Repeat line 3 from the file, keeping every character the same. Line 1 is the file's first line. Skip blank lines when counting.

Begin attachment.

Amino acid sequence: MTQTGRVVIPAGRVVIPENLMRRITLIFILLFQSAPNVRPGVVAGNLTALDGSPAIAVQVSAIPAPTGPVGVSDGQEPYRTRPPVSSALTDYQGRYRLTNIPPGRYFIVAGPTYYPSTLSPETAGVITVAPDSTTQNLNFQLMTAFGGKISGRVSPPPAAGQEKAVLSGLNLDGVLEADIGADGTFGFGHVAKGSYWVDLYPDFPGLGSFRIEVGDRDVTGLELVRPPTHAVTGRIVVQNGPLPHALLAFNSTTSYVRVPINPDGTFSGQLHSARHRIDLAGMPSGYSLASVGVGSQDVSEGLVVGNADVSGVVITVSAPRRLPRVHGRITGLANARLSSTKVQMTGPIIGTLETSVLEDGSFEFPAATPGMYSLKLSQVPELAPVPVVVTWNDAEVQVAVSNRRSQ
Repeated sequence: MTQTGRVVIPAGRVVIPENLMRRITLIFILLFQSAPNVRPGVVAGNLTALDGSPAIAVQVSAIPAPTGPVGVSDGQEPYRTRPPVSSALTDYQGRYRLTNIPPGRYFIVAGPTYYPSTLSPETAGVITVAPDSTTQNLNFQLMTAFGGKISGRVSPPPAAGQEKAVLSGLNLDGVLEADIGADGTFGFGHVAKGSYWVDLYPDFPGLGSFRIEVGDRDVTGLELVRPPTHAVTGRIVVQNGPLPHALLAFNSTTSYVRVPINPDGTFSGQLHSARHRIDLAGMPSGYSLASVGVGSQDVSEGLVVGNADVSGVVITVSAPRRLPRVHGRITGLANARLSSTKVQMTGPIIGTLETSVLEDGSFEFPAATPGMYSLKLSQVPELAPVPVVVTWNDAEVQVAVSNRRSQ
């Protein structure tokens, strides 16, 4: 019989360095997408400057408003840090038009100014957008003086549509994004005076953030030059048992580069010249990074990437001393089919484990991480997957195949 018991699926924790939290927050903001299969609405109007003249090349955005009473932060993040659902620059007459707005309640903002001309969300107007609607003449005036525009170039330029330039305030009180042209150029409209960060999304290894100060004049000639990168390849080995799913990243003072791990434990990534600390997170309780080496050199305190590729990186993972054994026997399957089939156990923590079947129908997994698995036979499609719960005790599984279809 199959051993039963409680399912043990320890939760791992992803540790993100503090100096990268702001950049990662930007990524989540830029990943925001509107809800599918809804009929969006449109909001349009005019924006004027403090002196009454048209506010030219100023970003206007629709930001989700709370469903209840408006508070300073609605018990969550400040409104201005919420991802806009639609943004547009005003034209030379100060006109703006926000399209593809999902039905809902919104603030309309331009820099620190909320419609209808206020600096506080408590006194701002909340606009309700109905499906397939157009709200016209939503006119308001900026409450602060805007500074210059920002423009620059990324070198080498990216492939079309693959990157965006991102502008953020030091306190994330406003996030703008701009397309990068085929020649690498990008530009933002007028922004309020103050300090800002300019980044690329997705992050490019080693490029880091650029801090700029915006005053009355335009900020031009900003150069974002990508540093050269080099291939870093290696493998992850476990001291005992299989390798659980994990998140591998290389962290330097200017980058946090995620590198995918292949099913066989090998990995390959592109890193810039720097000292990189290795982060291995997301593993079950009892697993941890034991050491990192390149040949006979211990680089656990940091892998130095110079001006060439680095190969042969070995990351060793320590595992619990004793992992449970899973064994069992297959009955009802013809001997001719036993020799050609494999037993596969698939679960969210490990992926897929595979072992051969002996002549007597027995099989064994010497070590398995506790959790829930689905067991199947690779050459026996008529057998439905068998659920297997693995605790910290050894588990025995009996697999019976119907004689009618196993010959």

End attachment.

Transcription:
């Protein structure tokens, strides 16, 4: 019989360095997408400057408003840090038009100014957008003086549509994004005076953030030059048992580069010249990074990437001393089919484990991480997957195949 018991699926924790939290927050903001299969609405109007003249090349955005009473932060993040659902620059007459707005309640903002001309969300107007609607003449005036525009170039330029330039305030009180042209150029409209960060999304290894100060004049000639990168390849080995799913990243003072791990434990990534600390997170309780080496050199305190590729990186993972054994026997399957089939156990923590079947129908997994698995036979499609719960005790599984279809 199959051993039963409680399912043990320890939760791992992803540790993100503090100096990268702001950049990662930007990524989540830029990943925001509107809800599918809804009929969006449109909001349009005019924006004027403090002196009454048209506010030219100023970003206007629709930001989700709370469903209840408006508070300073609605018990969550400040409104201005919420991802806009639609943004547009005003034209030379100060006109703006926000399209593809999902039905809902919104603030309309331009820099620190909320419609209808206020600096506080408590006194701002909340606009309700109905499906397939157009709200016209939503006119308001900026409450602060805007500074210059920002423009620059990324070198080498990216492939079309693959990157965006991102502008953020030091306190994330406003996030703008701009397309990068085929020649690498990008530009933002007028922004309020103050300090800002300019980044690329997705992050490019080693490029880091650029801090700029915006005053009355335009900020031009900003150069974002990508540093050269080099291939870093290696493998992850476990001291005992299989390798659980994990998140591998290389962290330097200017980058946090995620590198995918292949099913066989090998990995390959592109890193810039720097000292990189290795982060291995997301593993079950009892697993941890034991050491990192390149040949006979211990680089656990940091892998130095110079001006060439680095190969042969070995990351060793320590595992619990004793992992449970899973064994069992297959009955009802013809001997001719036993020799050609494999037993596969698939679960969210490990992926897929595979072992051969002996002549007597027995099989064994010497070590398995506790959790829930689905067991199947690779050459026996008529057998439905068998659920297997693995605790910290050894588990025995009996697999019976119907004689009618196993010959």